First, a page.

- The Washington Times - Wednesday, January 11, 2006

Chubby, portly, plump, stout — so what? People are losing concern over obesity, according to a pair of new polls released by both U.S. and British researchers.

Americans are more tolerant of heavier people, said Harry Balzer, president of New York-based NPD Group, a consumer-research company that has tracked the nation’s eating habits for 25 years.

Two decades ago, its survey of 1,900 adults found that 55 percent agreed that “a person who is not overweight is a lot more attractive.” In 2005, that number had dropped to just 24 percent — marking its most fat-tolerant level.

“Perhaps Americans have found that the easiest way to deal with their weight is to change their attitude, and buy bigger clothes,” Mr. Balzer said.

Indeed, the commercial realm has responded to such thinking. New lines of clothing and lingerie for the so-called “big, beautiful woman” are increasing, along with attendant advertising — such as the new “campaign for real beauty” for Dove soap emphasizing ladies who are, well, a little zaftig.

The manufacturer also has founded a book club and sponsored an online pledge for women anxious that the public stop automatically equating beauty with slimness. More than 17,000 already have signed the pledge.

“Full” is not a four-letter word, according to New York psychologist Bonnie Bernell, author of “Bountiful Women: Large Women’s Secrets for the Living the Life They Desire.”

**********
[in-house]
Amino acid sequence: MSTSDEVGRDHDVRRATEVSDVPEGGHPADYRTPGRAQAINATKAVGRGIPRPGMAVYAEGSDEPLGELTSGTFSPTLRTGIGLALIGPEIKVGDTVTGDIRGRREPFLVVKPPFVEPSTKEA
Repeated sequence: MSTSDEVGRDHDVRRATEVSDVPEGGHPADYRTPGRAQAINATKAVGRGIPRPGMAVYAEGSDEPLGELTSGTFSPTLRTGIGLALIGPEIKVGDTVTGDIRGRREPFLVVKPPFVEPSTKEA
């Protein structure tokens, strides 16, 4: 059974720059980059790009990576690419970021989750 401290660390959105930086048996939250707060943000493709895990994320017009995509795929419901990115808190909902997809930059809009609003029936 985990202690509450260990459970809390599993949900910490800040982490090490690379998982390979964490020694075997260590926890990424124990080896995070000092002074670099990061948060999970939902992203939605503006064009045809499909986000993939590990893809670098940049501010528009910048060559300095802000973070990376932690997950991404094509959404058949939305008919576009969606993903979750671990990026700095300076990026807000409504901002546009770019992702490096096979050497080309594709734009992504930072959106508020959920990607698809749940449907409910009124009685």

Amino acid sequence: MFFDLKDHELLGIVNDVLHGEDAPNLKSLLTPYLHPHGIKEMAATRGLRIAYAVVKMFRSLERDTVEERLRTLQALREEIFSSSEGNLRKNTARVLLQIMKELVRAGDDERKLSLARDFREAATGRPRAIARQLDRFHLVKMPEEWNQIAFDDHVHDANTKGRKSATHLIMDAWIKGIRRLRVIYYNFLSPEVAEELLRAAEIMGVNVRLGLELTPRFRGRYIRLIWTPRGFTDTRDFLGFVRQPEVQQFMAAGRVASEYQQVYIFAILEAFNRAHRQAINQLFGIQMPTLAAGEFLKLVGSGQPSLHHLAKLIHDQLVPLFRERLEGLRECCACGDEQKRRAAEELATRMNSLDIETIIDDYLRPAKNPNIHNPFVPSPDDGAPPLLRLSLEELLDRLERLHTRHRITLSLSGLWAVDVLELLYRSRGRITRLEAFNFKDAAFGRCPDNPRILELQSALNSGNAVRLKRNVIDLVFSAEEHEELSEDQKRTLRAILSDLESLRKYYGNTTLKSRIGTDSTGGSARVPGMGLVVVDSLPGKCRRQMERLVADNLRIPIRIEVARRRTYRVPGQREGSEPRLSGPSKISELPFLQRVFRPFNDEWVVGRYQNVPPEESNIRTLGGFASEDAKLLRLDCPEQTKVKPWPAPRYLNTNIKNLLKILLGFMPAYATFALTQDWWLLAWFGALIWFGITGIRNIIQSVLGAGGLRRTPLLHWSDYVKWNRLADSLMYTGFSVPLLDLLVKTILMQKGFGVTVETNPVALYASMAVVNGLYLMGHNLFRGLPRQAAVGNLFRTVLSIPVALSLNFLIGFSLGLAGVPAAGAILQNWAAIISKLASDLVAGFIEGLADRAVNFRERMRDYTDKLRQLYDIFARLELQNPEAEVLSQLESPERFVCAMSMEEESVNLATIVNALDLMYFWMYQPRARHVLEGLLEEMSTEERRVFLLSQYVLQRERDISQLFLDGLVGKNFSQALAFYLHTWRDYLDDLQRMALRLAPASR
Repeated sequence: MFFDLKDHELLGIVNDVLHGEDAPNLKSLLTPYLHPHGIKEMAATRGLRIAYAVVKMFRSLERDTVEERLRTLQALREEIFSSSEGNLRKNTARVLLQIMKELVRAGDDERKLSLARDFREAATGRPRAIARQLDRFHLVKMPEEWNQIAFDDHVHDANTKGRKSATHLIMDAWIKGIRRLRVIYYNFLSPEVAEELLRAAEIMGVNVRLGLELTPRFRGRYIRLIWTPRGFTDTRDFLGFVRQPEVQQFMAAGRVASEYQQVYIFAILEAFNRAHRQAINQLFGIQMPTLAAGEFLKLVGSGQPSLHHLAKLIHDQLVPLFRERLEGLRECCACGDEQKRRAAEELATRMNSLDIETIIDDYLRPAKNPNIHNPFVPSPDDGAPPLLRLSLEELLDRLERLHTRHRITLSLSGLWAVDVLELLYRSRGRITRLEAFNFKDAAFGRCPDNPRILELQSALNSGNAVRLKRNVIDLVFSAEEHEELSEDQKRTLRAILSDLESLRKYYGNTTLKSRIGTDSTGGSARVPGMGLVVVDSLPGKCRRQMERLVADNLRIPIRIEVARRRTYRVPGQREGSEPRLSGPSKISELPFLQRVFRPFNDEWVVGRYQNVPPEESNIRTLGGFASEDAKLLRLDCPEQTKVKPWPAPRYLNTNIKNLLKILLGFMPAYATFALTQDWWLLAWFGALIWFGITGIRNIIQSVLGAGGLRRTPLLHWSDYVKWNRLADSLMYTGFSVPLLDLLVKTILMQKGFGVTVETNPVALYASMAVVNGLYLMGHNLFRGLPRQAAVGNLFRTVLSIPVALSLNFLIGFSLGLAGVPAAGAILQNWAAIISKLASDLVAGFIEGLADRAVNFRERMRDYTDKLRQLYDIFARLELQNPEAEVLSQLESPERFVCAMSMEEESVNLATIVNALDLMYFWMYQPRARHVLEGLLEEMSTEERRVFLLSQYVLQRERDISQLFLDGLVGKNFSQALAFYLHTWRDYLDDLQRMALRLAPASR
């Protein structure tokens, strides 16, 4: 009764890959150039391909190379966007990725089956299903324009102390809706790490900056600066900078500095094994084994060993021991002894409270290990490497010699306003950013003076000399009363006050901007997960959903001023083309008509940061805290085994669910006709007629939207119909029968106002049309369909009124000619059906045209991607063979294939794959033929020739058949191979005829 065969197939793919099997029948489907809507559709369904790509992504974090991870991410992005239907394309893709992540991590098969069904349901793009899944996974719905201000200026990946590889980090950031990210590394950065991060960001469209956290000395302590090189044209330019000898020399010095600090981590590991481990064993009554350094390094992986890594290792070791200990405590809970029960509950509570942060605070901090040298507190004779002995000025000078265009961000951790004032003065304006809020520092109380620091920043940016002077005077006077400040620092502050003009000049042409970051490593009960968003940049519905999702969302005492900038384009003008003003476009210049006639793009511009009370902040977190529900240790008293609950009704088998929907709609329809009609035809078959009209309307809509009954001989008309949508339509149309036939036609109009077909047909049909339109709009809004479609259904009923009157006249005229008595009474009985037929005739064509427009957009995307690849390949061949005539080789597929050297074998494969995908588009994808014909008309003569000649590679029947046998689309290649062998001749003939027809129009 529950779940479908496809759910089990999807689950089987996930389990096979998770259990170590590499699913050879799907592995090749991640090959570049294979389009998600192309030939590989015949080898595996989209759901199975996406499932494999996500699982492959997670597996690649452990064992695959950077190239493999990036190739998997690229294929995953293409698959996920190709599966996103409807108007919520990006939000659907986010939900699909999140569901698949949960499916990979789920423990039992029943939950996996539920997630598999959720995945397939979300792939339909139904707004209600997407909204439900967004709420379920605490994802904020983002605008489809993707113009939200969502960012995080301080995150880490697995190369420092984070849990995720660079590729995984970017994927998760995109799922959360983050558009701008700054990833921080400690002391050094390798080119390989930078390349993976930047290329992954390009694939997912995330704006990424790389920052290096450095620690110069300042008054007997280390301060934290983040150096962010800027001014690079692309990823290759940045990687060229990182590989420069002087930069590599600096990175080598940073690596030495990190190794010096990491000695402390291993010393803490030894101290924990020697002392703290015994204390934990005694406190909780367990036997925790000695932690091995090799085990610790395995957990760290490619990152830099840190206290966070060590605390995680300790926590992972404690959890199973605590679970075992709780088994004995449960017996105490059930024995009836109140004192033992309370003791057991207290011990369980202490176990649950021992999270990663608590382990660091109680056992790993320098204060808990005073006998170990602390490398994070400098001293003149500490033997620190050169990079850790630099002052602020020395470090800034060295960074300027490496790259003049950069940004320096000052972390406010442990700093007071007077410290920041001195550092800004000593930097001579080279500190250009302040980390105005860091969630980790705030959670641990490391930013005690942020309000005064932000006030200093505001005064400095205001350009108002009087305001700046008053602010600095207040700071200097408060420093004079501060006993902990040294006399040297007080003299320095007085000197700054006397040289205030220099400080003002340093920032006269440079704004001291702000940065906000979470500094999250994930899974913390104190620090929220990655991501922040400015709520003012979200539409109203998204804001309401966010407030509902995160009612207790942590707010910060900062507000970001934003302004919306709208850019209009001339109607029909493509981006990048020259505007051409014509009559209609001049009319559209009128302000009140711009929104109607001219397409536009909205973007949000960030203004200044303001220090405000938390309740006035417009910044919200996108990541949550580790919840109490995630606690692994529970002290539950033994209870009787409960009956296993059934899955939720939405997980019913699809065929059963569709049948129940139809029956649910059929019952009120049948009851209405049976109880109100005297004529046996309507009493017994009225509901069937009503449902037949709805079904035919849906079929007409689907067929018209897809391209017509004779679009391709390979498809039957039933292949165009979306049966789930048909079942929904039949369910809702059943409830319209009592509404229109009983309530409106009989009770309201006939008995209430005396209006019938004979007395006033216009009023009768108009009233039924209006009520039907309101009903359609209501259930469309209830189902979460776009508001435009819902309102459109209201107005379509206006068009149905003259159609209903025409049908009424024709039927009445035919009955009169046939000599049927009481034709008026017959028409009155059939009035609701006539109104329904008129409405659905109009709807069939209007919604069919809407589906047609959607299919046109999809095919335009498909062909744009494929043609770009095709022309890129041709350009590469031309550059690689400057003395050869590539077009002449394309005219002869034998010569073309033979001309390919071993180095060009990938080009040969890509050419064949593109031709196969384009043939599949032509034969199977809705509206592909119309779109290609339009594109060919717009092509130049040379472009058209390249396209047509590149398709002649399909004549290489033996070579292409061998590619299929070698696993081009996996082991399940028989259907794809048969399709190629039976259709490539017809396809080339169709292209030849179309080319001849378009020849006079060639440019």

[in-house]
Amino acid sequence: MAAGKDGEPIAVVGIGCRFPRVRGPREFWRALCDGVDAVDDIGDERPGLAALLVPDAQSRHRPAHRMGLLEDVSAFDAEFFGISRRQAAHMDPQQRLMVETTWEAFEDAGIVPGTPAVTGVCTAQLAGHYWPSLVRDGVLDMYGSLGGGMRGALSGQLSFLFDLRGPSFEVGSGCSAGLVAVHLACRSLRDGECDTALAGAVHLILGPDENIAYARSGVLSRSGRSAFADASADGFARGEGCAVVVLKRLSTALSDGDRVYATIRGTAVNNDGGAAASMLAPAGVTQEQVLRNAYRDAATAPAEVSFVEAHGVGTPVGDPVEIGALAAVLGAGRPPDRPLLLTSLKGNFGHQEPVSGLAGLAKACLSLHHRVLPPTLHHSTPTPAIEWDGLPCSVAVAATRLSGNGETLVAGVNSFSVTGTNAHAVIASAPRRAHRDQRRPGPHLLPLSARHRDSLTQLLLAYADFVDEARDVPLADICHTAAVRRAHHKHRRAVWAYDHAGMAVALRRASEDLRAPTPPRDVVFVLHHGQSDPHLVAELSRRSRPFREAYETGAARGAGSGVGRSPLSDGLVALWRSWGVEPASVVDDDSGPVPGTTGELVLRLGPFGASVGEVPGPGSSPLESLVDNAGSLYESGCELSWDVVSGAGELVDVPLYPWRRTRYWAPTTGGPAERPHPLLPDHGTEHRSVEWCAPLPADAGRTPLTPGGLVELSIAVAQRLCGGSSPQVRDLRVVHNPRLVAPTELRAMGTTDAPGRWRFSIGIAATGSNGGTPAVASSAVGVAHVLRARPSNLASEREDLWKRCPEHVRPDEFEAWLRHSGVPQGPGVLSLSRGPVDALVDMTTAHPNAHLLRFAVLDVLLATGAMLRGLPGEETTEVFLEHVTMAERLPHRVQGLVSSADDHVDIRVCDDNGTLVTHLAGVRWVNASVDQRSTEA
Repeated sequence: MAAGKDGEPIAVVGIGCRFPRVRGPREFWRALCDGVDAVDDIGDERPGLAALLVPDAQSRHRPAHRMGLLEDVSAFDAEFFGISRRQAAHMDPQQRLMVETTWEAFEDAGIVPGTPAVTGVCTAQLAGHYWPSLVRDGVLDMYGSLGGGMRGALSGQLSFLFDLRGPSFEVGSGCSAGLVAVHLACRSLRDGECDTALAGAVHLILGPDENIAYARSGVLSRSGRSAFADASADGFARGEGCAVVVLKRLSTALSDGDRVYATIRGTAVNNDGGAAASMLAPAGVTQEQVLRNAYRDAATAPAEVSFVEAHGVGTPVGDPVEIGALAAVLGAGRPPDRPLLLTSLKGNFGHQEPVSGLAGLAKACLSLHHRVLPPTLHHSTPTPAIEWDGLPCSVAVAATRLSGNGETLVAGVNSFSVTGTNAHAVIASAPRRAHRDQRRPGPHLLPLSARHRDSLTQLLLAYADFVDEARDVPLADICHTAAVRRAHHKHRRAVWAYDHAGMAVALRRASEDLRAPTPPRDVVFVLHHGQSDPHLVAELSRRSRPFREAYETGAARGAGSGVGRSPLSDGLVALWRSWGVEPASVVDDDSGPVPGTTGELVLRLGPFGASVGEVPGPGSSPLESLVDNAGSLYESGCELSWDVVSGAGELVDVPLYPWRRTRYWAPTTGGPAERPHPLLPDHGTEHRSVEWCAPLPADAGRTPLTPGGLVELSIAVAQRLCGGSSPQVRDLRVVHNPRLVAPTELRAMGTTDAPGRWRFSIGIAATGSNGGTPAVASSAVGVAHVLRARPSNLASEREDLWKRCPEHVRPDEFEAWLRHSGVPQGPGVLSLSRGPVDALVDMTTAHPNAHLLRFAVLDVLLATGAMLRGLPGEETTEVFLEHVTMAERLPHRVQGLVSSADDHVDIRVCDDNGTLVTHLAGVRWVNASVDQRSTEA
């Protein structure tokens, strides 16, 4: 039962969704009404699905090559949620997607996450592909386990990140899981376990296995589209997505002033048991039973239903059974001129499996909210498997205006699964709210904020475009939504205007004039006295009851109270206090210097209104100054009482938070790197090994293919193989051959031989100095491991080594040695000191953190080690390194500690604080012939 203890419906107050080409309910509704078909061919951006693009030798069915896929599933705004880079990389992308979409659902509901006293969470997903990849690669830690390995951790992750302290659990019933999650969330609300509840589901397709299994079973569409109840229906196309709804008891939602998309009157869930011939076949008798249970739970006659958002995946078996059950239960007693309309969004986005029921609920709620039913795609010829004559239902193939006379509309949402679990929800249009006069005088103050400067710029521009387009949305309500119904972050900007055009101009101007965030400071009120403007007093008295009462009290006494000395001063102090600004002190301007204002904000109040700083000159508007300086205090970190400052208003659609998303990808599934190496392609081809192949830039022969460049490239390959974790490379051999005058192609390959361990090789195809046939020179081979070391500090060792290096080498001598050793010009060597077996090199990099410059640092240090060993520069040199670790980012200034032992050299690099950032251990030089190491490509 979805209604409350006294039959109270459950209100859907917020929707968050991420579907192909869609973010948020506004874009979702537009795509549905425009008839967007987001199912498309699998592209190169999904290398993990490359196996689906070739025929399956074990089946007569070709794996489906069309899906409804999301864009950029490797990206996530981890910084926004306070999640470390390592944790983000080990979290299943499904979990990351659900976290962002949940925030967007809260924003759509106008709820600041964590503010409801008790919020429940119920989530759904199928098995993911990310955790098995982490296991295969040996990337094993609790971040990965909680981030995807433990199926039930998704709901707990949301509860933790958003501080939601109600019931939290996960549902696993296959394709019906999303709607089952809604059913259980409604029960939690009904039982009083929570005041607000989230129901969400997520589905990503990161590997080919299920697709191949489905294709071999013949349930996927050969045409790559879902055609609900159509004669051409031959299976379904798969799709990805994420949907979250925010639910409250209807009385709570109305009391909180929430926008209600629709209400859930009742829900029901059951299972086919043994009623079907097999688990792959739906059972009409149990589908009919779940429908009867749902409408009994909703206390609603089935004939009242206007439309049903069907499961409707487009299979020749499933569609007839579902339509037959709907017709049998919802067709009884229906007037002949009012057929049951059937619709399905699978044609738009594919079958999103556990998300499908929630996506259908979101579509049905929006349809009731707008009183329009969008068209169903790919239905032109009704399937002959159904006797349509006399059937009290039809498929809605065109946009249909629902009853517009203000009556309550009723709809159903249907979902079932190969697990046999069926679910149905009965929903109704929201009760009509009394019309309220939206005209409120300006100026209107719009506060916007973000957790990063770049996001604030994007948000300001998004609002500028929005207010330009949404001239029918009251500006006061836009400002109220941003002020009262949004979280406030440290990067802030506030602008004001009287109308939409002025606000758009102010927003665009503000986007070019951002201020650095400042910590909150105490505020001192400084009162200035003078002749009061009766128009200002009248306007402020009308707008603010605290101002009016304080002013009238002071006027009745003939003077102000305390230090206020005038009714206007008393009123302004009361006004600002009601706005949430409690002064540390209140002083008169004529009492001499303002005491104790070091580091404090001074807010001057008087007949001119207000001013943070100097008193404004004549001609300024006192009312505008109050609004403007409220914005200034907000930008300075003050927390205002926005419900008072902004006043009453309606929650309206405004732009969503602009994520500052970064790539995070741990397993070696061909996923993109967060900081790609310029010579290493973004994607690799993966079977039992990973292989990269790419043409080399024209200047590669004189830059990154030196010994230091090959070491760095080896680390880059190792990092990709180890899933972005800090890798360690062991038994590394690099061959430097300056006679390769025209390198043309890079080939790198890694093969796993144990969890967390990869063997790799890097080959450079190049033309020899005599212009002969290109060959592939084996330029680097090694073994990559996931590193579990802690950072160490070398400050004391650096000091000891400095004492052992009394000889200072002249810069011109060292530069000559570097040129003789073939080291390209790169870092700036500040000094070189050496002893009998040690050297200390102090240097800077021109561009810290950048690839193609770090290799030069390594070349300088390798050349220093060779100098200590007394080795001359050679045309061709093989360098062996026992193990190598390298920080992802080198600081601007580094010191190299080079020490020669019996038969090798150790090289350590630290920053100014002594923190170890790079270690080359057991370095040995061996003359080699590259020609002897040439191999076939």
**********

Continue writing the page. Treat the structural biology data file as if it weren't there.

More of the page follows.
“When plus-size women wear clothes that are just right for their bodies, they strut and walk with confidence,” she said.

Meanwhile, a survey of 4,000 Britons released yesterday by London-based Cancer Research UK found that many respondents were in a state of blissful ignorance about their weight: while over half were overweight or obese, only 26 percent said they felt inclined to go on a diet.

More than two-thirds said they were unaware of the importance of maintaining a normal body weight, and 65 percent did not consider regular exercise a part of a healthy lifestyle.

“It’s worrisome to think that people are in denial about their weight. These results show that far too many of those at greatest risk are choosing to ignore their weight,” said Dr. Lesley Walker, who directed the research.

The group recommends a simple preventative regimen, which includes taking at least 10,000 steps a day, monitoring portion sizes and watching sugar and fat content of foods.

Some cultures have not abandoned skinny values.

According to a survey released yesterday by Riza Psicosomatica, an Italian psychology journal, Italians say that “obesity is worse than adultery.”

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